SSL vulnerability and SSH

Damien Miller djm at
Fri Nov 6 12:09:00 EST 2009


This is just a quick note to state that the recently reported SSL/TLS
MITM attack[1] *does not* affect SSH. Like SSL/TLS, SSH supports
key and parameter renegotiation, but it is not vulnerable because a
session identifier is carried over from the first key exchange into all
subsequent key exchanges.

Technical details:

In SSL, key exchanges and subsequent renegotiations are completely
independent. This allows an attack as follows: a MITM intercepts a
connection from a real client. It then connects to the target server
itself and negotiates a SSL/TLS connection. The MITM may then inject
some data of its choice (say, the start of a HTTP request) before it
initiates a regenotiation with the server and proxies the real client's
negotiation to the server. The real client thinks it is negotiating for
the first time, but the real server thinks the client is renegotiating.
Once the negotiation is complete, thereal client and server continue the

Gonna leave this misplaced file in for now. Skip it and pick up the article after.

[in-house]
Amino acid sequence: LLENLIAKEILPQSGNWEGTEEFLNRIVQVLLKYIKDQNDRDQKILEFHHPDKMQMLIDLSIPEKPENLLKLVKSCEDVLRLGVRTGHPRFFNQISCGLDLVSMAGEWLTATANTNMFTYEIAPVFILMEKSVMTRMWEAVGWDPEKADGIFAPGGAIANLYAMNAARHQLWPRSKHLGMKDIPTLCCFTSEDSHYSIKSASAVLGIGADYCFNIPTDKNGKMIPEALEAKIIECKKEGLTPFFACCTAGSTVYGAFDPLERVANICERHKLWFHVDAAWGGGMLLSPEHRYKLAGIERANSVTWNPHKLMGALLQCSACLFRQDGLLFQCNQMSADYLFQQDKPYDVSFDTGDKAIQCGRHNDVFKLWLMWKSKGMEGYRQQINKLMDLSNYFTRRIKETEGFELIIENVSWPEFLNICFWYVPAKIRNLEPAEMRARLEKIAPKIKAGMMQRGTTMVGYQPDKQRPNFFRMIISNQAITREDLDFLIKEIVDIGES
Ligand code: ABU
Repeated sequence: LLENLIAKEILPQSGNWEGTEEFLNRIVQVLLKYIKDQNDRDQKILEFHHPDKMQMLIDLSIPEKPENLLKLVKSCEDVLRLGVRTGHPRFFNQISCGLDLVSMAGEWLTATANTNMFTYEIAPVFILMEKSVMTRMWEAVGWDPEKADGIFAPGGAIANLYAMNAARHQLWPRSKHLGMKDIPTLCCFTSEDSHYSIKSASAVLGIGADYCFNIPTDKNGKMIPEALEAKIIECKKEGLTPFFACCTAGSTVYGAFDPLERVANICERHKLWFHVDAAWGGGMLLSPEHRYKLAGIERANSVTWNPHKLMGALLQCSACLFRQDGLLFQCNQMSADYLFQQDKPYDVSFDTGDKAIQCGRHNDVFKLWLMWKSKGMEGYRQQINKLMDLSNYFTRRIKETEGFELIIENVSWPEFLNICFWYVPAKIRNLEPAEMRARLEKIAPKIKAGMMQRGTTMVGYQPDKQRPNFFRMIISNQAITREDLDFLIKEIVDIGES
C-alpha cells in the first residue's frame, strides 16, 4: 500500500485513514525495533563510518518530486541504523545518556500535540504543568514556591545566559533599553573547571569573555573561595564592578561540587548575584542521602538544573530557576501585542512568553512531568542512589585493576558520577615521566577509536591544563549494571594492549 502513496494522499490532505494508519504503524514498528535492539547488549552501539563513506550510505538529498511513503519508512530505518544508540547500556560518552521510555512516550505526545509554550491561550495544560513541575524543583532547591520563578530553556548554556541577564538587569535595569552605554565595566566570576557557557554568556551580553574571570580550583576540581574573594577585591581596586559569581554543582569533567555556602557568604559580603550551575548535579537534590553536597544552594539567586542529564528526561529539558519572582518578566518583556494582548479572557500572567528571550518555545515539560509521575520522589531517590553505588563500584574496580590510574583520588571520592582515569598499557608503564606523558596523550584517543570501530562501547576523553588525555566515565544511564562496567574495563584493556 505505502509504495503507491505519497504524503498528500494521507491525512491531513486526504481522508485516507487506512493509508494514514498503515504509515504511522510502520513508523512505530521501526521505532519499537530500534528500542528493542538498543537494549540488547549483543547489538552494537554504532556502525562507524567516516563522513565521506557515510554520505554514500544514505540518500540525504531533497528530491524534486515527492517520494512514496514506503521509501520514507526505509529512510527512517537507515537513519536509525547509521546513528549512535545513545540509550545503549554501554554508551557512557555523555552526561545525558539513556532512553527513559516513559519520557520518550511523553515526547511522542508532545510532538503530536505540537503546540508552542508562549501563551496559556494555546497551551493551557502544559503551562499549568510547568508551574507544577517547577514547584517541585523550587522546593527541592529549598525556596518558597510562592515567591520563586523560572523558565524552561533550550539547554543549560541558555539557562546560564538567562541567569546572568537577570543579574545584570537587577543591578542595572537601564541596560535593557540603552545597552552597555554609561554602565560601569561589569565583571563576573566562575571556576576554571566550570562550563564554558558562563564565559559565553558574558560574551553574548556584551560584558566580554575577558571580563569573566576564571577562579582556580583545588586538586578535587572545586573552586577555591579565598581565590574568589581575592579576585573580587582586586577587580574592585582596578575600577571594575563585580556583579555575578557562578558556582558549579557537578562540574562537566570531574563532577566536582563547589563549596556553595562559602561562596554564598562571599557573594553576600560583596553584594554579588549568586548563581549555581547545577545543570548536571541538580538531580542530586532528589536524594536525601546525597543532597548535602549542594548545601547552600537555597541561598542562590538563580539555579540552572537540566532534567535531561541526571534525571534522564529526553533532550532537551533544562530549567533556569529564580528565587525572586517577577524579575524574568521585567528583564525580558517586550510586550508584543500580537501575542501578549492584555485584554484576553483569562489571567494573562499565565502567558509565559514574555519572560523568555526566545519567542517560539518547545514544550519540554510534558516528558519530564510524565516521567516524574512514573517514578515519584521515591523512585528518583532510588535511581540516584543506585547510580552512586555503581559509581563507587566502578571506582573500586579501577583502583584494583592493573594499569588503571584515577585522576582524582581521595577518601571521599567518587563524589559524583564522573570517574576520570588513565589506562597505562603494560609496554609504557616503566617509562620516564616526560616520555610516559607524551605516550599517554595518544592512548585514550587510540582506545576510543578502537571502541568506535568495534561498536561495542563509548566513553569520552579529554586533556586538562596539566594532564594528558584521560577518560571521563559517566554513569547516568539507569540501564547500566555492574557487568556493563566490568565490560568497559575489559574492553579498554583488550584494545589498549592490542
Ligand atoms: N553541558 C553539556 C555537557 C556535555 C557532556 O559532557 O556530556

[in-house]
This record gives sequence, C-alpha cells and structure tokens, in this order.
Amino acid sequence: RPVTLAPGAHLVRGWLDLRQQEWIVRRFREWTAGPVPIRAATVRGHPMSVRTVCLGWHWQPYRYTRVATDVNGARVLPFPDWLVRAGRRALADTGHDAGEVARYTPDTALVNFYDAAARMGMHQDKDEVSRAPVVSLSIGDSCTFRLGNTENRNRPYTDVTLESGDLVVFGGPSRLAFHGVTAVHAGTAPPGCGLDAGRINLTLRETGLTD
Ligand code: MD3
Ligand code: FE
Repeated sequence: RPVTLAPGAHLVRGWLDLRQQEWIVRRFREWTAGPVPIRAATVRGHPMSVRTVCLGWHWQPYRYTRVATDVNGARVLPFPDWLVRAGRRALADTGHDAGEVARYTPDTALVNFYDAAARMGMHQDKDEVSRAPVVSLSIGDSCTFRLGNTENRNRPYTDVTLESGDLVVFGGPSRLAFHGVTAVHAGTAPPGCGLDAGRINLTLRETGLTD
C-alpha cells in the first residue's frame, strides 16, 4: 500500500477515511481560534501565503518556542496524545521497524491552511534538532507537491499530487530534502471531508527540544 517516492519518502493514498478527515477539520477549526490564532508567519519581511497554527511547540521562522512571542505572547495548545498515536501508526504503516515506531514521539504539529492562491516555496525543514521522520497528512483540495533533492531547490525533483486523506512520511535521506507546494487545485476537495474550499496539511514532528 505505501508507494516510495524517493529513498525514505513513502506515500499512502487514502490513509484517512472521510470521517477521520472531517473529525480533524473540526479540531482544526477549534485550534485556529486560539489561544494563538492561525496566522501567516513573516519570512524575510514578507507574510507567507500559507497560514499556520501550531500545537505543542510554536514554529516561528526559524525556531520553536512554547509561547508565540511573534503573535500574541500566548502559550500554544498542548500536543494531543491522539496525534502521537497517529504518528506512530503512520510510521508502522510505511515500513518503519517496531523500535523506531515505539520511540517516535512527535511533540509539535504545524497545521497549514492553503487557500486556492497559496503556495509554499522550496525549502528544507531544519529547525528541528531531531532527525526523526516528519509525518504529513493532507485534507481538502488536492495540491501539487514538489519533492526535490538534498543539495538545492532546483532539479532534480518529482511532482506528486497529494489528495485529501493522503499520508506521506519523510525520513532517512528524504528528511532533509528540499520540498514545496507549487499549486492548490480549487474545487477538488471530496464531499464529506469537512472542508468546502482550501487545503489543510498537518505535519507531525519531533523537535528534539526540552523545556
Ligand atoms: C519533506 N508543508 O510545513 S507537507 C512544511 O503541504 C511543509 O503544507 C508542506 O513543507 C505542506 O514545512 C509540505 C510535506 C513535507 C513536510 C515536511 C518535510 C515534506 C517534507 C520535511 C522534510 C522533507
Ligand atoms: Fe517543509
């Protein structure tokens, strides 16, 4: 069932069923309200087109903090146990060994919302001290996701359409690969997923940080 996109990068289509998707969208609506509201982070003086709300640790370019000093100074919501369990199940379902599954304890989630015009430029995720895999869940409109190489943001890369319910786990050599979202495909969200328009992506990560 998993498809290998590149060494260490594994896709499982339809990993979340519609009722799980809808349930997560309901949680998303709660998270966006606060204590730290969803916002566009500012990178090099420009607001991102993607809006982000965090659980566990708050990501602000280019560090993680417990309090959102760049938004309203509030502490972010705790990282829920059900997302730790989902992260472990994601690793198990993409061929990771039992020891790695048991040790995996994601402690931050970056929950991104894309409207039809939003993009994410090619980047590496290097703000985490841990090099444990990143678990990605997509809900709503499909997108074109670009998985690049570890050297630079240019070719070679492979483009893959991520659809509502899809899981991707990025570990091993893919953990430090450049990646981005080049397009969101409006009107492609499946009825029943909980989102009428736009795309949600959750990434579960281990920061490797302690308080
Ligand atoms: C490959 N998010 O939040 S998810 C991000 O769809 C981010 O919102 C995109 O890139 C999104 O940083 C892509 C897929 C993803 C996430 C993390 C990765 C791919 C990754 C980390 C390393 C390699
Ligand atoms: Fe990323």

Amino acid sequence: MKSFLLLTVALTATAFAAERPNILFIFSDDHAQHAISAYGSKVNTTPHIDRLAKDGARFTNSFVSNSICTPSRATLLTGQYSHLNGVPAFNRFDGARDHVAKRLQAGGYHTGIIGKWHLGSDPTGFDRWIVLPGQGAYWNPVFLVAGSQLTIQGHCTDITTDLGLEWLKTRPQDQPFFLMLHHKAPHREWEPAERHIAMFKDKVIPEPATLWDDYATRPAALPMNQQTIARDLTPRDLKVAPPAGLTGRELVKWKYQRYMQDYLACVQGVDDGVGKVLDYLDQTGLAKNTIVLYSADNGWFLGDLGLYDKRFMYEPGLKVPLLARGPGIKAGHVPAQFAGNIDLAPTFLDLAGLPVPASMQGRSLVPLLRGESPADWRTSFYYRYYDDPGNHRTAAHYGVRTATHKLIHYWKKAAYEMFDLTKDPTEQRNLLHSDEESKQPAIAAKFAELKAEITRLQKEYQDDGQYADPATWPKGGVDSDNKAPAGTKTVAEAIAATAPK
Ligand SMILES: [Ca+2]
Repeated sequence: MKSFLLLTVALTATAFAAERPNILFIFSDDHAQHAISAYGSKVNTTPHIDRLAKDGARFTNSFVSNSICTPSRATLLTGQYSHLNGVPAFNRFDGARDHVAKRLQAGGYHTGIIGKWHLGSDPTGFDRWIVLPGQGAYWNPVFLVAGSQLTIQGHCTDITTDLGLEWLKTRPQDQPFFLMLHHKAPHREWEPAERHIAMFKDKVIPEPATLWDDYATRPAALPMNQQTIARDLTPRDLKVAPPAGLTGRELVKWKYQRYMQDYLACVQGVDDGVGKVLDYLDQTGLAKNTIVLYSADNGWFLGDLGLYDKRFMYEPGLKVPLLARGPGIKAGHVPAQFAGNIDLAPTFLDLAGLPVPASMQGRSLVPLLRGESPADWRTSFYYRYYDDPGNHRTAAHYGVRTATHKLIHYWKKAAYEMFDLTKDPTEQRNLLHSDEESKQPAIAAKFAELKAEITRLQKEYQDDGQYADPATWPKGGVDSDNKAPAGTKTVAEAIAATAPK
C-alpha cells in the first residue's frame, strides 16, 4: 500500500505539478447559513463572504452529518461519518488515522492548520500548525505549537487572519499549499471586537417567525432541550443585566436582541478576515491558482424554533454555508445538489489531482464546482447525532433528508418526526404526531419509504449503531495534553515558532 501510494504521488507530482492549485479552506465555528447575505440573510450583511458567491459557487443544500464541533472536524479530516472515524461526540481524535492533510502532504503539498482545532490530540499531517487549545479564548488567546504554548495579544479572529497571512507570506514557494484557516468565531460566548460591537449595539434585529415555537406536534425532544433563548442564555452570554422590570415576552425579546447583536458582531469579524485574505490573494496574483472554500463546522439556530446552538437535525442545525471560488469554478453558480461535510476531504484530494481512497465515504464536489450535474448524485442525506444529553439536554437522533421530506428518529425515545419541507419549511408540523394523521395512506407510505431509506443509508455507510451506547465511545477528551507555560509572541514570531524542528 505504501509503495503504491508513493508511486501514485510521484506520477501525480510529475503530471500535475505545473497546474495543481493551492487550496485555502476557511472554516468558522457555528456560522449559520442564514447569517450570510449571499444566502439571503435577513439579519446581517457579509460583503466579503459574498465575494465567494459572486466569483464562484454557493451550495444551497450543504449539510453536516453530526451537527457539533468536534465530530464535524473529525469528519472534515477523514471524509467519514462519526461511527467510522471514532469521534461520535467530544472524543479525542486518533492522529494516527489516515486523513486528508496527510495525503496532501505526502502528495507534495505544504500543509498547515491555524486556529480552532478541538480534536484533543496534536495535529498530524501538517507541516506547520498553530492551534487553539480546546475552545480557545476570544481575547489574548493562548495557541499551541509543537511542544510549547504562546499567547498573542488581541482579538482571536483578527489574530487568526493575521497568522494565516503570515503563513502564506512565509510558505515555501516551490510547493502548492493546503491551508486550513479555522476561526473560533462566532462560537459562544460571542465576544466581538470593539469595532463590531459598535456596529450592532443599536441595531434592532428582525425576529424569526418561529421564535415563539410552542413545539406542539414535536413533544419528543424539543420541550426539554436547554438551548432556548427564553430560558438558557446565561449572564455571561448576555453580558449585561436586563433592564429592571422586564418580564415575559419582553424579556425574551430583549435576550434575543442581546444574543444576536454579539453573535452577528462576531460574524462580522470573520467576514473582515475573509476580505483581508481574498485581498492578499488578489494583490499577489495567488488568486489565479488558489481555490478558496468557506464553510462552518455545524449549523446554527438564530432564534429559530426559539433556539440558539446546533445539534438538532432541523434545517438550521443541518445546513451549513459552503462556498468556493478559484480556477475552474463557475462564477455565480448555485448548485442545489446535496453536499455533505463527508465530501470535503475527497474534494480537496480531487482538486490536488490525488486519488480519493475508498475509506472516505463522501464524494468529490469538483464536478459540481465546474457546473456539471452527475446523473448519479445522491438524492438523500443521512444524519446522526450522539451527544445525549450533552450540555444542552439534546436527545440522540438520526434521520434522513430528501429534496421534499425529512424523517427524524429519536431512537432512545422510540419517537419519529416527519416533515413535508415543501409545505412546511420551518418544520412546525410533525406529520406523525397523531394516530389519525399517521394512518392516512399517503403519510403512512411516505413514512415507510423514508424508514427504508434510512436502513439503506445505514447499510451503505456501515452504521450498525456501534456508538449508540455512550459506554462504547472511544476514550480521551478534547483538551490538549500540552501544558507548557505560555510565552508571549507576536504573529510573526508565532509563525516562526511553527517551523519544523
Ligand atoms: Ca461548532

connection (proxied via the MITM) oblivious to the fact that the MITM
has injected data.

In SSH, the first key exchange generates a "session identifier" in
addition to a key. This session identifier is used in the derivation of
all future cipher and MAC keys (RFC4253 section 7.2). If an attacker
tried the proxy and renegotiate SSL attack on SSH, the real client's
session ID would not match that generated by the server, causing the
derived keys to be different. The connection would terminate with a MAC
error as soon as the first data was exchanged.




More information about the openssh-unix-dev mailing list